NPS’s panel doesn’t object to Samsung’s merger

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NPS’s panel doesn’t object to Samsung’s merger

An external panel that exercises voting rights for the National Pension Service (NPS) when requested did not object to the public pension fund’s earlier decision to vote yes for the merger of Samsung C&T and Cheil Industries.

The NPS, the largest shareholder of Samsung C&T, decided to back the merger during a Samsung C&T shareholder’s meeting on July 17 without consulting the external group, the Council of Experts on the Exercise of Voting Rights, according to multiple local media outlets.

The nine-member external panel called a meeting on Tuesday, inviting both the panel’s members and officials from the NPS and the Ministry of Health and Welfare. Since it is extremely rare for the outside panel to convene a meeting without a request from the NPS, some speculated that the meeting was intended to express the panel’s opposition to the fund’s decision on the merger.

But Kim Sung-min, the chief of the panel, denied the speculation, implying that the panel’s stance is in line with that of the NPS. “Because the NPS didn’t delegate the voting rights to the council, we didn’t review or decide on the merger,” Kim said as he came out of the meeting room at The K-Hotel Seoul in Yangjae-dong, southern Seoul. He went on to say that the primary focus of the discussion was placed on procedural issues.

“The council conducted a thorough discussion of the procedures through which the Investment Fund Office [of the NPS] made the decision and delivered what we discussed [during the meeting],” he said. “We will reveal it after the shareholder meeting.”

The pension fund neither denied nor confirmed the reports about the panel’s meeting. The high stakes deal among Samsung affiliates has put a spotlight on the influence the NPS has on companies and the Korean economy as the country’s largest investor.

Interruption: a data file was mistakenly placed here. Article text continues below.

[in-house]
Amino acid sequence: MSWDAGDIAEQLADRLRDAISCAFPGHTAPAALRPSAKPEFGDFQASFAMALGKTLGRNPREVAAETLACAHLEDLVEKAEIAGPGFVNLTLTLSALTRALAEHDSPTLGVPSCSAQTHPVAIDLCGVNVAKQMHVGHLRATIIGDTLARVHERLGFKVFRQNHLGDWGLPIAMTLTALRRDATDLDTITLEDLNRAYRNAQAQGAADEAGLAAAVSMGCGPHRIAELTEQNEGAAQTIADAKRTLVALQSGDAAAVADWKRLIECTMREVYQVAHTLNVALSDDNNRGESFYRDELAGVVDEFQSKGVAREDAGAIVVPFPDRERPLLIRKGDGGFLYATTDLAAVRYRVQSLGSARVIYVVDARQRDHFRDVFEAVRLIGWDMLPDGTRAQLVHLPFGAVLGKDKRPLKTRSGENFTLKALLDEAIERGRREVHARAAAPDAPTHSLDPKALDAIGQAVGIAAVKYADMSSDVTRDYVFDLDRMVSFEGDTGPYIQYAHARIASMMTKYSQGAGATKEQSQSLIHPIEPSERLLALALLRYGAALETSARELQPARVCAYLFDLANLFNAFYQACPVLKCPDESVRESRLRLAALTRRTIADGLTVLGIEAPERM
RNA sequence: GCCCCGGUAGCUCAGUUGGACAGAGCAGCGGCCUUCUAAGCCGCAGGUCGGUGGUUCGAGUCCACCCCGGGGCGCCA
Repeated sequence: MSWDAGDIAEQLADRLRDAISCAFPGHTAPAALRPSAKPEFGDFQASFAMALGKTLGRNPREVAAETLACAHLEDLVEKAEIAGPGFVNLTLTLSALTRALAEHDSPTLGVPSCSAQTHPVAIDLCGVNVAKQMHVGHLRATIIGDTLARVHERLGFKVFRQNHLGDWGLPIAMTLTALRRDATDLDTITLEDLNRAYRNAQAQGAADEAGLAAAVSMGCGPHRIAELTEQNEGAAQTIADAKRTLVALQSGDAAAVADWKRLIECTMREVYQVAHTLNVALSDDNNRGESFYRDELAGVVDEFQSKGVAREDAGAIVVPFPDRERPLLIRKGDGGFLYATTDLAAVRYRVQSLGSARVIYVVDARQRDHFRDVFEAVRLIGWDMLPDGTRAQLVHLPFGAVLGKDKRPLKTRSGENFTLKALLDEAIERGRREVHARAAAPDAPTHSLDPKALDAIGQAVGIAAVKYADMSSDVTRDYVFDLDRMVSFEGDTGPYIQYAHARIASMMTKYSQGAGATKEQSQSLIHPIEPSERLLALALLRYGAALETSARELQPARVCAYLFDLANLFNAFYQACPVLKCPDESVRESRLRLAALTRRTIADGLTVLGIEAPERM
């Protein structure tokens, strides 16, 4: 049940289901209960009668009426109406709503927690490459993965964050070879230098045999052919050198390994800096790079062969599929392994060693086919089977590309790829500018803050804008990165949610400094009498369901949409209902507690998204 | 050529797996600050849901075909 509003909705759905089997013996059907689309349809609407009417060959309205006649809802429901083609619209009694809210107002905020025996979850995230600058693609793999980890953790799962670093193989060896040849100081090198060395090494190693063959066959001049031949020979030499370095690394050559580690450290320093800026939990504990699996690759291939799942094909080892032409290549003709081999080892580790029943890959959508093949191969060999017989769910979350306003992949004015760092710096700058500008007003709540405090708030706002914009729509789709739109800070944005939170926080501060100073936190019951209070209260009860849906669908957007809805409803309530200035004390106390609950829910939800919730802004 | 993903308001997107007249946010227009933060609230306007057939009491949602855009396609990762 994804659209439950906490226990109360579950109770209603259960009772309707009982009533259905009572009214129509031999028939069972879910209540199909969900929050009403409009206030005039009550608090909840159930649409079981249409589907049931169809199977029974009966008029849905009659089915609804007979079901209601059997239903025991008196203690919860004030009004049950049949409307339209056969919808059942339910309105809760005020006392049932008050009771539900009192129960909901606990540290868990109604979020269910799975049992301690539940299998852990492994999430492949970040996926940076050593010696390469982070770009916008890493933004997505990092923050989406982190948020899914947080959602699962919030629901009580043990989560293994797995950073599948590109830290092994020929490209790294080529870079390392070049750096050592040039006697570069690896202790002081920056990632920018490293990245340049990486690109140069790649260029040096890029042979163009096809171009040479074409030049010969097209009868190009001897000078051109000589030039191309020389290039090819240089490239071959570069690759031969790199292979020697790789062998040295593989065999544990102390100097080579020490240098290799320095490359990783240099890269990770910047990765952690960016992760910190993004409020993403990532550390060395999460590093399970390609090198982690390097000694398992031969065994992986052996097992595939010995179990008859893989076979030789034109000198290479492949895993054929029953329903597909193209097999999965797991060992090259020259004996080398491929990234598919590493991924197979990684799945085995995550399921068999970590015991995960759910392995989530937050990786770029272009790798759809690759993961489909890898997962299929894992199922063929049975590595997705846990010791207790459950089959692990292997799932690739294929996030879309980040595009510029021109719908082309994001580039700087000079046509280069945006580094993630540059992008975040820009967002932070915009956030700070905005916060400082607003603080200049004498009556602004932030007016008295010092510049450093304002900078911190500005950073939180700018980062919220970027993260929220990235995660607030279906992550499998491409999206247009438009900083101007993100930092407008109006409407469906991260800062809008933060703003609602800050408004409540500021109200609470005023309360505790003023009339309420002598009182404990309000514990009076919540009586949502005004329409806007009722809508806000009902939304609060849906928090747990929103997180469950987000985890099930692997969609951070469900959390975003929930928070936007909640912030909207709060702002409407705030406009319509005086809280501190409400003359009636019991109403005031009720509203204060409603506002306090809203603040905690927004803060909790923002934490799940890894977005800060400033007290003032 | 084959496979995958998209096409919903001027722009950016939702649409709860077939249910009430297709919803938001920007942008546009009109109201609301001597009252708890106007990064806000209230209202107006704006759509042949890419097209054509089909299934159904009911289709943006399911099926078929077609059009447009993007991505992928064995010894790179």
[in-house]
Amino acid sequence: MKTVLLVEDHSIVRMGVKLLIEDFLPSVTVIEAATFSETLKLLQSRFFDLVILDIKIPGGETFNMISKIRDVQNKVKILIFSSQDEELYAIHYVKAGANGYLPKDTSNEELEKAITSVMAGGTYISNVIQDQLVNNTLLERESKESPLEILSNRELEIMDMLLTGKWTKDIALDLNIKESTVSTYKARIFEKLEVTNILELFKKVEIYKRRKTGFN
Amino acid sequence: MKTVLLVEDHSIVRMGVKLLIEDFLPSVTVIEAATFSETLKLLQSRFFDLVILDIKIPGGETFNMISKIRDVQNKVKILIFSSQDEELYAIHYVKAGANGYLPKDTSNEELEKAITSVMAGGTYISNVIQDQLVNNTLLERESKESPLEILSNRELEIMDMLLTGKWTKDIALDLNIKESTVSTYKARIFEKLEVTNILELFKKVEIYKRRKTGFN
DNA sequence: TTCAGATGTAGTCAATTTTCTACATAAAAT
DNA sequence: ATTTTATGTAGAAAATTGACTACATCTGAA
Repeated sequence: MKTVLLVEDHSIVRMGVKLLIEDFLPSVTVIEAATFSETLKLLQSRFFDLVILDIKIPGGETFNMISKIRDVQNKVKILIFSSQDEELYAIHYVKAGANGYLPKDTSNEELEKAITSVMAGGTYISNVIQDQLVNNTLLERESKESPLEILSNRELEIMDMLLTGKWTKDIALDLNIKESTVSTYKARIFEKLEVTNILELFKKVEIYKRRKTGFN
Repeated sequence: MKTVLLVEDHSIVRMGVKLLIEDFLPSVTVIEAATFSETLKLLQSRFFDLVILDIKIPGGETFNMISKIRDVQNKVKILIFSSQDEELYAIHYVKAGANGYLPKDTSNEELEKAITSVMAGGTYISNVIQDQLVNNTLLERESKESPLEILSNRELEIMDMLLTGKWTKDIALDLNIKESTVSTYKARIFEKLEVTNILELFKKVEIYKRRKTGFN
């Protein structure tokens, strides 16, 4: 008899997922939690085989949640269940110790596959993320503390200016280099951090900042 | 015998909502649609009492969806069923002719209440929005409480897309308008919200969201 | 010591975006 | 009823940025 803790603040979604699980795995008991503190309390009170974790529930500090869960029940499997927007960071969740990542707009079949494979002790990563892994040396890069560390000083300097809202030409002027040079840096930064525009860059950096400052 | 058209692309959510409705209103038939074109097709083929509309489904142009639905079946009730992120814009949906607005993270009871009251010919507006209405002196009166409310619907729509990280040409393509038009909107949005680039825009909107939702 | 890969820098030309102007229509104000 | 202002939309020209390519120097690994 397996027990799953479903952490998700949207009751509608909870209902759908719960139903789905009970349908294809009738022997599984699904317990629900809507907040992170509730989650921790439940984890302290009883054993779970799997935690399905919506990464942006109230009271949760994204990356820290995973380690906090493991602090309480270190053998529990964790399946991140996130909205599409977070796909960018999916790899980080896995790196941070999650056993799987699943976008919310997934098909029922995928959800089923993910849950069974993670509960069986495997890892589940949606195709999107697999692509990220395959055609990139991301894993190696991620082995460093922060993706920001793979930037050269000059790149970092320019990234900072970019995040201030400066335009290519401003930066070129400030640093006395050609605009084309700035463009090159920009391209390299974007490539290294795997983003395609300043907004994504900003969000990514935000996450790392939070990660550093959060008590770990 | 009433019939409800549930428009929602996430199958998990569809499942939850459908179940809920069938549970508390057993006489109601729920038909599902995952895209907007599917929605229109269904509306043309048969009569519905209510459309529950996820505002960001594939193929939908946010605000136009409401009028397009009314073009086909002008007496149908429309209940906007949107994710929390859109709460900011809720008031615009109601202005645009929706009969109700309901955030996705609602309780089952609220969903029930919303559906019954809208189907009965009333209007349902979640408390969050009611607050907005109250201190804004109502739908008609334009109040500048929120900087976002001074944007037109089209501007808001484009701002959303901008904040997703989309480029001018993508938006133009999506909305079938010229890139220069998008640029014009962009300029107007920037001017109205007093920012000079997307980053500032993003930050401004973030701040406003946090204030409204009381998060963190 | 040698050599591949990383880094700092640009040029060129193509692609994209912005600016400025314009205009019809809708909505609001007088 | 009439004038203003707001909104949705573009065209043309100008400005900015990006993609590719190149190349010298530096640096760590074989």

The deal pits the country’s largest business group against a U.S. hedge fund, Elliott Associates, and has reignited debate about how public institutions should behave as shareholders.

Some analysts said that the fund should add the national interest to its voting guidelines.

“The voting guidelines should include the aspect of protection of the local capital market to safeguard local companies from foreign hedge funds” said Chun Sam-hyun, a law professor at Soongsil University, on Tuesday at a forum held by the right-wing interest group Center for Free Enterprise.

As for the voting guideline, the NPS noted on its website, “We exercise voting rights on stocks we hold in a manner intended to maximize the long-term value of our investments.”

It continued: “In order to make prudent votes, we are committed to scrutinizing companies’ performance as well as advocating their effort to enhance long term corporate financial performance.”

Others called for other measures that companies could use to protect themselves from outside investors that are considered predatory.

Yun Kang-heum, a law professor of Yonsei University, suggested that local companies be allowed to embrace the “poison pill” strategy, which can block hostile takeovers.

In response to the big shareholder’s move, an alliance of minority shareholders of Samsung C&T expressed opposition to the merger proposal, saying that the merger damages the interests of small shareholders.

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